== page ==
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Can You Rephrase That? - Part Deux
"Quite a few folks asked for a sequel to "Can You Rephrase That?", which was undertaken originally as an author's challenge. Here is the follow-up to the last quiz. Be sure to "think outside the box" and I hope you enjoy!"
15 Points Per Correct Answer - No time limit
A tiger escaped from the zoo and threatened to enter a schoolyard. Luckily, the teachers who were on duty in the playground had just rounded all the children up and had entered the building. You might say that they all escaped harm by "the skin of their teeth." Since everyone knows that teeth don't have skin, where did this phrase originate from?
the works of William Shakespeare
a poem by Henry Wadsworth Longfellow
a novel by Pearl S. Buck
the book of Job in the Bible
If Uncle Jerry is diagnosed with diabetes, his doctor may prescribe insulin to treat the illness. What did "insulin" originally mean?
The baby was screaming loudly on the bus, so the young mother took out a bottle to feed him. He instantly and greedily began to nurse. From where do we get the word "bottle"?
Far East peasants
Northern (Viking) explorers
Near East herdsmen
Grandpa Jones has yet to use the internet, a cell phone or a DVD player. Aunt Susie says that he is just an old geezer and painfully "out of touch" with progress in this century. Where did this term originate?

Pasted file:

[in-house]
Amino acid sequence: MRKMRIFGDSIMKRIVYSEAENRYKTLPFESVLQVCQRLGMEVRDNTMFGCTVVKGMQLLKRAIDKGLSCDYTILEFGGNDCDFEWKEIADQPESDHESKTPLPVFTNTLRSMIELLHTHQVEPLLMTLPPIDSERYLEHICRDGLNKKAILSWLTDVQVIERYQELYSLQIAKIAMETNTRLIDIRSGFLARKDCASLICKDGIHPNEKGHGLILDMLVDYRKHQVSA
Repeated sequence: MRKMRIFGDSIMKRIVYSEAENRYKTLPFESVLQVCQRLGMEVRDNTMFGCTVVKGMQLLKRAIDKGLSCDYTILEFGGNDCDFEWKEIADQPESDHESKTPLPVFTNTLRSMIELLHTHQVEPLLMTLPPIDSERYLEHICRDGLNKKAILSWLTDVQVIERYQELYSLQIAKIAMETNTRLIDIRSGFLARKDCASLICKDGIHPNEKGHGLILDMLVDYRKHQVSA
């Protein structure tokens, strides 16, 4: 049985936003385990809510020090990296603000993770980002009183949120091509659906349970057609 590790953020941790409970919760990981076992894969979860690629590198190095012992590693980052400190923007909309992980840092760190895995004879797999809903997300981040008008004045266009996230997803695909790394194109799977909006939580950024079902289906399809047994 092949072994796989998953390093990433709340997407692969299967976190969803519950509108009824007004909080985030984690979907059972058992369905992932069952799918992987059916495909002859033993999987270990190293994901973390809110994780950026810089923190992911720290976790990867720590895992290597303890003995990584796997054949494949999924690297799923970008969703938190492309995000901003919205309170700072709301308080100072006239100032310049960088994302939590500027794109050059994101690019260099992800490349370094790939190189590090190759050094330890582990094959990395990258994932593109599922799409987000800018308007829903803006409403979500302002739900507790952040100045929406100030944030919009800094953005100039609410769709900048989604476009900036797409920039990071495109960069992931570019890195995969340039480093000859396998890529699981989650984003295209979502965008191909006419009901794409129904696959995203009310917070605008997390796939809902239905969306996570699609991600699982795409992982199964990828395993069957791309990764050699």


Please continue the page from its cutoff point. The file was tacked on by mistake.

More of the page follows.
military formations of the eighteenth century
late twentieth-century slang
The criminal claimed that, while he was "in the jug", he made a lot of new friends. While the quality of those so-called friends might be questionable, the real question here is: why did he refer to his stint in jail as being "in the jug"?
it is merely a slang term from America
it is from an old Scottish word meaning yoke
it is a word that prisoners made up
it is from a German word meaning drunken
Our team was elated that we won the championship. Our coach told us that he was proud that we had "made the grade." What was he alluding to when he made this statement?
orange grove tenders
high school test scores
the card game of Old Maids
The mystery novelist was notorious for throwing out "red herrings" in order to deceive her readers with false clues. Why a red herring? I mean, why not a green tomato or a white albacore tuna?
people trained their hounds with the smoke-cured fish
the first novelist to use this ploy was surnamed Herring
there really is no good reason; it was just handy
red because there is no such thing as red fish, and herring for luck
I was at a play last weekend and I heard a man tell his grown son that it was taboo to wish his wife well before her performance on stage. He told him it was better to say "break a leg" than to wish her good luck. This is an old superstition, but the word "taboo" is probably older. From which culture do we get this word?
My family and I went to eat at a fancy restaurant last night. The food, the ambiance and the wait staff were all excellent. My daughter, ever the curious one, asked me why they call such establishments by the name "restaurant". I confessed that I didn't know but I would try to find out. I did. What did I discover?
it was named for a Monsieur Ristoran
it was a term meaning to restore
it was an unusual name meaning a place of resistance
it developed from a word that applied to horse feeding stalls
While sleeping one night, I was rudely awakened when my leg stiffened up and cramped with a charley-horse. Who is the fine gentleman who offered his name for such a miserable experience?
King Charles the First
Charles the Conqueror
Charles Nelson Riley
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Compiled Jun 28 12